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Meet Sammy Lee: “Remind Me Tomorrow”

A Reflection on Immigrant Lives Through Her Lenses

Last Thursday on June 17th, there was a meaningful opening reception at Emmanuel Art Gallery located in downtown Denver. Denver-based, Korean American artist Sammy Lee has been exhibiting her solo exhibition that delves into immigration, motherhood and social prejudice through her lenses. Curated by Jeff Lambson, her exhibition Remind Me Tomorrow features a selection of Lee’s artistic works over nearly a decade.

Remind Me Tomorrow opened its doors to the public on May 25th and will stay open until July 15th, 2021. The exhibition started during Asian American and Pacific Heritage month to celebrate Asian culture and speak out against the alarming bigotry manifested against Asian people.

Remind Me Tomorrow: a Show of Ritual and Cadence explores the value of work, repetition, and ceremony. Referencing the calendar reminders that continually pop up on our phones and computers, we live in an increasingly overscheduled world of appointments and commitments. Sammy Lee’s work asks us to assign value to our tasks, and suggests seemingly monotonous labor actually creates meaning and intimacy. Lee beats, squeezes, soaks, and kneads handmade paper into landscapes of dinner plate settings and suitcase tower sculptures; she reconfigures conveyor belt and food carts into large-scale art installations and crafts tranquil books.

As soon as visitors walk in toward the gallery, a high tower composed of travel bags first grasp people’s attention. Arrived is an ongoing work composed of various sizes of suitcases wrapped in black paper skin. According to Sammy, the color black represents “anonymous identity.”

Approximately more than 150 people participated in her opening ceremony of “Remind Me Tomorrow” on last Thursday at the Emmanuel Gallery. (Photo Yaewon Cho, Colorado Times)

“I was sixteen years old when I left my home in South Korea and became an immigrant in this country. As much as I speak fluent Korean and English, art is my staple language. Through my lenses, I use found objects, memories, and paper-skin to create the sense of home and rebuild long-lost memories,” she said. During an interview with Colorado Times, she mentioned that “As soon as immigrants arrive in the United States, despite our differences and personal stories, we gain anonymous identity.”

One of her most popular art installations at the exhibition is Changing Station, painted in bright red, is about a culture that looks at the space where intimacy meets capitalism. Not many people remember how their mother used to change diapers, but from motherhood, changing infant’s diaper is everyday task as well as an infinite labor. By contrasting the ritual of daily care between mother and child against the capitalistic view of efficiency, she said that she wanted to draw viewers’ attention to how efficiency and productivity impact the most intimate aspects of our lives.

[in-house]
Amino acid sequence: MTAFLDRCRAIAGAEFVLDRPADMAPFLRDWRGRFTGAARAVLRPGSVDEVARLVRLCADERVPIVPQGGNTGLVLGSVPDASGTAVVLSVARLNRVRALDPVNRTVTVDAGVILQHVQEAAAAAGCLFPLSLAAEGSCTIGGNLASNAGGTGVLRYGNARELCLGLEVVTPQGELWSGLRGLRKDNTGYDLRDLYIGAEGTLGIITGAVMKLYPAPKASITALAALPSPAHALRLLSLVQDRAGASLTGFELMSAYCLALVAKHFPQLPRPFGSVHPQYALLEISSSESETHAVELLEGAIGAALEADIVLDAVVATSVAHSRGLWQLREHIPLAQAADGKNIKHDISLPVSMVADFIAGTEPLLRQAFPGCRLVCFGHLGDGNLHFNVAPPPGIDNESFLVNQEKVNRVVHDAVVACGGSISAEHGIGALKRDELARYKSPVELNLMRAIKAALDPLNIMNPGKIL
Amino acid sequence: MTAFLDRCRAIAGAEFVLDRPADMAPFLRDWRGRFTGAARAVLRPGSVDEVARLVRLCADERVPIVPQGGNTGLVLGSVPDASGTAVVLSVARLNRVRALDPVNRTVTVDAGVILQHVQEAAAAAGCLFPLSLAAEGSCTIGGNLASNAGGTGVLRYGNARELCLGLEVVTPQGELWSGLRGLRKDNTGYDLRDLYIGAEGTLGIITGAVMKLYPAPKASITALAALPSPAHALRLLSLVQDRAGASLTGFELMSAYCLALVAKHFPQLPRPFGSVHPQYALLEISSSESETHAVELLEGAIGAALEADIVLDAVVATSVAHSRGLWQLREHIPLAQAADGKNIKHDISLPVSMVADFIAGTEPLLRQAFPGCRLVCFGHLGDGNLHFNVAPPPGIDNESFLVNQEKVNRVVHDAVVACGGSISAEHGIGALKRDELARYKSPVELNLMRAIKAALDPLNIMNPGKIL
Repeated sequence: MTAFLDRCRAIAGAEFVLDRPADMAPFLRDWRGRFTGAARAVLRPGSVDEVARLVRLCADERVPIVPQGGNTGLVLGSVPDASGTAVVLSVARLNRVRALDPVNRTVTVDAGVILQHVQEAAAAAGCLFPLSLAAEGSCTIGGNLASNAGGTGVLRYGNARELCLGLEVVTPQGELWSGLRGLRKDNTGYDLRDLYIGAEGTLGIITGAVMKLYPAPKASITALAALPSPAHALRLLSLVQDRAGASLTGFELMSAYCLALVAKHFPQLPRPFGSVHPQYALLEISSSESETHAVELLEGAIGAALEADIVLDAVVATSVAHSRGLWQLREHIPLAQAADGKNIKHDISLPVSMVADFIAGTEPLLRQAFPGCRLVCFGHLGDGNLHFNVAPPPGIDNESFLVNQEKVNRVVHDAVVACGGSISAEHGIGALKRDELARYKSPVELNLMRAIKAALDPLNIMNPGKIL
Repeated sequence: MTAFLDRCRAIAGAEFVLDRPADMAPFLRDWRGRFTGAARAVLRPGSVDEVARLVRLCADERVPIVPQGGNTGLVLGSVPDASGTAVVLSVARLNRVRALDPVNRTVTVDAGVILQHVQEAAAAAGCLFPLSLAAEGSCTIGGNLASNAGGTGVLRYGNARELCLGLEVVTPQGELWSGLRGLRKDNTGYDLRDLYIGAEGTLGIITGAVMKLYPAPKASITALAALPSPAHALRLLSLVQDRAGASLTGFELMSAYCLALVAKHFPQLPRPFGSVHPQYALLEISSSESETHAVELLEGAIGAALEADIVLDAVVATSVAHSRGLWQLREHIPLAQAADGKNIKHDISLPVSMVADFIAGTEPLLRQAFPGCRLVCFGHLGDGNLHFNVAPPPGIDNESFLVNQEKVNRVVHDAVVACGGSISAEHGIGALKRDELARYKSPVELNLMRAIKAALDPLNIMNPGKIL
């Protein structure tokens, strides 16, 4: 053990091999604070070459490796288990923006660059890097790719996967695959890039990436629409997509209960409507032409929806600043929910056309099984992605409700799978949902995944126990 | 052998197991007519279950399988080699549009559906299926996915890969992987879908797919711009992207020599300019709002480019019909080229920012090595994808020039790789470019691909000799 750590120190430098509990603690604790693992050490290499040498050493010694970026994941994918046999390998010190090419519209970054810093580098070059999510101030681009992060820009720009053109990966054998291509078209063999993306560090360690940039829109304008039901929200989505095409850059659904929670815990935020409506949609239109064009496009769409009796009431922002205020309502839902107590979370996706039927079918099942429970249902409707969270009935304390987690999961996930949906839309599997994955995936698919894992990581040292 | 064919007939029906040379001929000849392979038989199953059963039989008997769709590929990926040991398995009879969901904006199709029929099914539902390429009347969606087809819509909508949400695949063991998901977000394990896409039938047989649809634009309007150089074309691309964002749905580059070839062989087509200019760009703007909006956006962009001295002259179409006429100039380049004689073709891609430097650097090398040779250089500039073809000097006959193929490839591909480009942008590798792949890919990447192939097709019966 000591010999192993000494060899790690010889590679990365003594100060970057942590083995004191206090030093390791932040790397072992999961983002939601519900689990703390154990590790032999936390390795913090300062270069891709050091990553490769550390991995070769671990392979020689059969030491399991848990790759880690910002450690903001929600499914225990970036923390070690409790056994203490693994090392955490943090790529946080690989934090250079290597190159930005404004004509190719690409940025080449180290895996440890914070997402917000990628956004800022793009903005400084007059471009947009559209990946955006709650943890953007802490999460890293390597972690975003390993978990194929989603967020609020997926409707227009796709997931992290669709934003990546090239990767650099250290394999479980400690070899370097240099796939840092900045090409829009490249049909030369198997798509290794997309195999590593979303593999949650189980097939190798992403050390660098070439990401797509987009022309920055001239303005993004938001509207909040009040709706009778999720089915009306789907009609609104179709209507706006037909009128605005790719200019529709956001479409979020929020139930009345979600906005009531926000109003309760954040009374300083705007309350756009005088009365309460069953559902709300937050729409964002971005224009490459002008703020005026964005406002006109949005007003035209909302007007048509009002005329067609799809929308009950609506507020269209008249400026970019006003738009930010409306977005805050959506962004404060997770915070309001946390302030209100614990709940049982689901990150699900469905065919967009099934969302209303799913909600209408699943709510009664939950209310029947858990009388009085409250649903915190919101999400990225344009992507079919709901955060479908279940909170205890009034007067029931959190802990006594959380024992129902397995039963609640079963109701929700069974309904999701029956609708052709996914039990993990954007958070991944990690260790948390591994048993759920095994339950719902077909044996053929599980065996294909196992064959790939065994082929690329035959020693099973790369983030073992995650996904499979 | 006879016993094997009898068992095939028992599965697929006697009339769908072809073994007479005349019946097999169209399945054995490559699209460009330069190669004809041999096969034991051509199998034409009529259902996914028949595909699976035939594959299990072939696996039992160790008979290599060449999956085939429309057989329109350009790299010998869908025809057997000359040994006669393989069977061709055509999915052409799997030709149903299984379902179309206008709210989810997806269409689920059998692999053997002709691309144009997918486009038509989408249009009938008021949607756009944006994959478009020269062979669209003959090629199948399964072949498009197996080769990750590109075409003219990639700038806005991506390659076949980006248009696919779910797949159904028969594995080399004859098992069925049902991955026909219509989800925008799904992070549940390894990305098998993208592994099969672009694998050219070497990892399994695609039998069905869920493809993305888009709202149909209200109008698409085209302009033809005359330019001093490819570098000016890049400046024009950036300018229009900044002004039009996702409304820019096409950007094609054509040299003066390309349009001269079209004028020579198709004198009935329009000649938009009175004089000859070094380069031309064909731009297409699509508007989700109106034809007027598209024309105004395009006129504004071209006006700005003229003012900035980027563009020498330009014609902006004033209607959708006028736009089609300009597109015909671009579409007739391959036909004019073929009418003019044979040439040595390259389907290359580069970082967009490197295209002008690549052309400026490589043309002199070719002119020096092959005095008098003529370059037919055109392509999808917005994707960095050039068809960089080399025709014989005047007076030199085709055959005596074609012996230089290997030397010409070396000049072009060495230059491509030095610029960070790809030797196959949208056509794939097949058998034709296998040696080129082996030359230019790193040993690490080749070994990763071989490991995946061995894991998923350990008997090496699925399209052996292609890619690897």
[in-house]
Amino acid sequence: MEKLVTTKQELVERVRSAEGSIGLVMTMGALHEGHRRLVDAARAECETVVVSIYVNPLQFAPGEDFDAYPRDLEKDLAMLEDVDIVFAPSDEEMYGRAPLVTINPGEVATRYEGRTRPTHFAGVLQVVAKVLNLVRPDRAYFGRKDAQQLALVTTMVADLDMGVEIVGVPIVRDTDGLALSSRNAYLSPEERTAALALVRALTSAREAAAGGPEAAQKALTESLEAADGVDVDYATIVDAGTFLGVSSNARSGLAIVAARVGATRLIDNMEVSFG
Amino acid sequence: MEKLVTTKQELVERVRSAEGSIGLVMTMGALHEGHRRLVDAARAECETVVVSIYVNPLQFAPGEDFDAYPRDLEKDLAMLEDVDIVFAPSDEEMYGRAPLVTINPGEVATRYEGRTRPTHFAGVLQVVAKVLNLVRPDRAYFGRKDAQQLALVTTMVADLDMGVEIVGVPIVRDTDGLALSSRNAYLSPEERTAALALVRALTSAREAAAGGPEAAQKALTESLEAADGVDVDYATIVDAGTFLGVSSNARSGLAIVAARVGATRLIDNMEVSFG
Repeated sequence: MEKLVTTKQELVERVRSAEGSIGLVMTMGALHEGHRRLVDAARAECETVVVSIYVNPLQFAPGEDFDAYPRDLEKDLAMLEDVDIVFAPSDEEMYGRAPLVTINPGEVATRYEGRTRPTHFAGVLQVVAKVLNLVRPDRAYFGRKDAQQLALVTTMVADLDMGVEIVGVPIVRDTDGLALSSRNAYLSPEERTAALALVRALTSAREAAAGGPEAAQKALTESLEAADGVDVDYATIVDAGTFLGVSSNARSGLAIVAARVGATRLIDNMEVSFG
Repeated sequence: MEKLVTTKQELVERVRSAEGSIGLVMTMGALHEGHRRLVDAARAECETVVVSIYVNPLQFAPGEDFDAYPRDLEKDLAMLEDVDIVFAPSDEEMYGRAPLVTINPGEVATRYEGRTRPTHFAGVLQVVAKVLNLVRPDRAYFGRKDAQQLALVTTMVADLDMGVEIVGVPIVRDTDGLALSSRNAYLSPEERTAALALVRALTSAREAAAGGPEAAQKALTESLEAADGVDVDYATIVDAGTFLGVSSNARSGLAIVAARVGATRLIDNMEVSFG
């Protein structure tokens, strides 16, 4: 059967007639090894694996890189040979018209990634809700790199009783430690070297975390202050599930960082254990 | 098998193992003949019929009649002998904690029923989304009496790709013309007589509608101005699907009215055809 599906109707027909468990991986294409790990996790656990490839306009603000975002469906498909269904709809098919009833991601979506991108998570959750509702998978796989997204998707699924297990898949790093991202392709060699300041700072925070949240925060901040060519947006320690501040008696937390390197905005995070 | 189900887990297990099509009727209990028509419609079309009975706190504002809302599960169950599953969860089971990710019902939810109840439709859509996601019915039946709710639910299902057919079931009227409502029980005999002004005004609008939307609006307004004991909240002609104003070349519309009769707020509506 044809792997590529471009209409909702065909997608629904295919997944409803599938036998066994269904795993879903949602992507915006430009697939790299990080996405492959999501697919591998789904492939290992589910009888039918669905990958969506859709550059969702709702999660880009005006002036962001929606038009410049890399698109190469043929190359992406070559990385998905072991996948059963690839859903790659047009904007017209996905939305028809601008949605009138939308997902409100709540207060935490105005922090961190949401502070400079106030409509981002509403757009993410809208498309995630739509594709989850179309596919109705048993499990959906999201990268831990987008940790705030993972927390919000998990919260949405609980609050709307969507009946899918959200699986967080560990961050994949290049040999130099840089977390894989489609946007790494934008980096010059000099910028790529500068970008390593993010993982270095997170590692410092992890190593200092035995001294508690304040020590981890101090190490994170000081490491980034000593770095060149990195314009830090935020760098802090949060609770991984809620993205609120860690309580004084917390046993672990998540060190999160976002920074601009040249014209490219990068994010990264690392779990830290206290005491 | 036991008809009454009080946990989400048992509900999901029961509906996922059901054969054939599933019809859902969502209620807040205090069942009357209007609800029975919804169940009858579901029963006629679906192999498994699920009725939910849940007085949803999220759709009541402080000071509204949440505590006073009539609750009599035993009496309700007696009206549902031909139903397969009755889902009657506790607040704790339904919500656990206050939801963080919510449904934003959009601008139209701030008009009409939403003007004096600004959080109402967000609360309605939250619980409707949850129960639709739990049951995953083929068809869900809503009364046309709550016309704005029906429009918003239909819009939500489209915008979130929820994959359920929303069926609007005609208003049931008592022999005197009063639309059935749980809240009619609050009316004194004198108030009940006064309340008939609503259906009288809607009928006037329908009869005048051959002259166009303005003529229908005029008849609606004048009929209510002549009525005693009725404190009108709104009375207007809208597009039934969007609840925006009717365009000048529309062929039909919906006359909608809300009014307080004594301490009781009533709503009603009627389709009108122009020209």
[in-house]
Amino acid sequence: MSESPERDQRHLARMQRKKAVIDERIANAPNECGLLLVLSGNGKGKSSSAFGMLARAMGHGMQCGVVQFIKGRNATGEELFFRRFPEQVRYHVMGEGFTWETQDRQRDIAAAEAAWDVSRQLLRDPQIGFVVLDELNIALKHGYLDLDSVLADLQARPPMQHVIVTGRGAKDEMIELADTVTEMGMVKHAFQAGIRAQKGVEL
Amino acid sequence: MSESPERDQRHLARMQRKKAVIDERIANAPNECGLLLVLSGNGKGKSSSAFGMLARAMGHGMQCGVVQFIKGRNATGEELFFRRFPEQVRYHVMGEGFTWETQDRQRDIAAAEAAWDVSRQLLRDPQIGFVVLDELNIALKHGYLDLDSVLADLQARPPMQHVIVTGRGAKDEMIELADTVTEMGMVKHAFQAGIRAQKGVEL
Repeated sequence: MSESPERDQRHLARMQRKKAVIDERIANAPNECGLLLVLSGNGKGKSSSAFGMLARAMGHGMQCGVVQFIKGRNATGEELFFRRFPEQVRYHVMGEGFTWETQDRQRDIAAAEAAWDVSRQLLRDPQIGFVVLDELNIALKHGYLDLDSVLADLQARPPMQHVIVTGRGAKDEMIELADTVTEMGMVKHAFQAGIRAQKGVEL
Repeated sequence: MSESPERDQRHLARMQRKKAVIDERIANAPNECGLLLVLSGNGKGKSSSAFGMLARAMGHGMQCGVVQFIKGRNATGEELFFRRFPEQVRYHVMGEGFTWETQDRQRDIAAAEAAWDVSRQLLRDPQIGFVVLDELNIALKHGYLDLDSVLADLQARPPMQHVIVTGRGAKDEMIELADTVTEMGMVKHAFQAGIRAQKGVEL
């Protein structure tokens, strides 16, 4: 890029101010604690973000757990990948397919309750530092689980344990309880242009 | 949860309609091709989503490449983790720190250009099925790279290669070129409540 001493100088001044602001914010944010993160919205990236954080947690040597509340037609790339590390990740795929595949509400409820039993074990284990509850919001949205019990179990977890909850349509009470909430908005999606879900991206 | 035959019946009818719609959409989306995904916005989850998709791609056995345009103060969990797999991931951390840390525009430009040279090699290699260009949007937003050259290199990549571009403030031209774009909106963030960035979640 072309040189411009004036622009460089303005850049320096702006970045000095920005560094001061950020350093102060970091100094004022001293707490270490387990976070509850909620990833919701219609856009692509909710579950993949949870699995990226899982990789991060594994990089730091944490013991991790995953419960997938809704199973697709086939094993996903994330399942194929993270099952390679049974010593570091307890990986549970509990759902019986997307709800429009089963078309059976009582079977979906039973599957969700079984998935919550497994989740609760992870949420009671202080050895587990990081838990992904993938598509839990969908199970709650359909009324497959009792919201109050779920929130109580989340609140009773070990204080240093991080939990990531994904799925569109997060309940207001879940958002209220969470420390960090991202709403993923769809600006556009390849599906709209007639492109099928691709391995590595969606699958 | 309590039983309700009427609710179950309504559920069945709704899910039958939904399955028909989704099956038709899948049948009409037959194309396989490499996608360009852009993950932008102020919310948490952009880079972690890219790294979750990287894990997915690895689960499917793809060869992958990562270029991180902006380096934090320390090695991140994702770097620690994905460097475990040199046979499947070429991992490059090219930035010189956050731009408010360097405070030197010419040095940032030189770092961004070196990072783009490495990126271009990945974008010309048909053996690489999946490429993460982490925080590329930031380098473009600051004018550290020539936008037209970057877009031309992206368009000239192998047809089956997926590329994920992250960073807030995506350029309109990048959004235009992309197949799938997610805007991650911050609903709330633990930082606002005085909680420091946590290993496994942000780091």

Her art invites us to see the world through the eyes of immigration, appreciating unique cultural views of others while revealing our similarities through shared rituals of work, food, and relationships. Her work is about empathy, balance, and connection. Moreover, Lee’s art asks us to ponder what we do and when and why we do it: remind me tomorrow to work today.

Sammy Lee’s “Remind Me Tomorrow” continues through July 15th at the Emmanuel Gallery, located on the Auraria Campus in downtown Denver. The exhibition is free and open to the public from 10A.M. to 2 P.M. but check with the gallery for the latest info on pandemic restrictions. You can call (303)315-7431 or visit https://www.emmanuelgallery.org/ for more information.

  • Artist’s Bio

Sammy Lee (b. 1975, Seoul, Korea) studies fine art and media art at UCLA and architecture at the University of Massachusetts Amherst. Lee’s work has been exhibited internationally and can be found in collections at the Getty Research Institute, Bainbridge Island Museum of Art, Spencer Museum of Art, Denver Art Museum, and the Spanish National Library in Madrid. Among her many accomplishments is a performative collaboration with Yo-Yo Ma during the Bach Project tour in 2018.

Rachel Y cho
• BA Journalism&Mass Communication, Korea University • BA International Studies, Korea University • MA International Security, University of Denver

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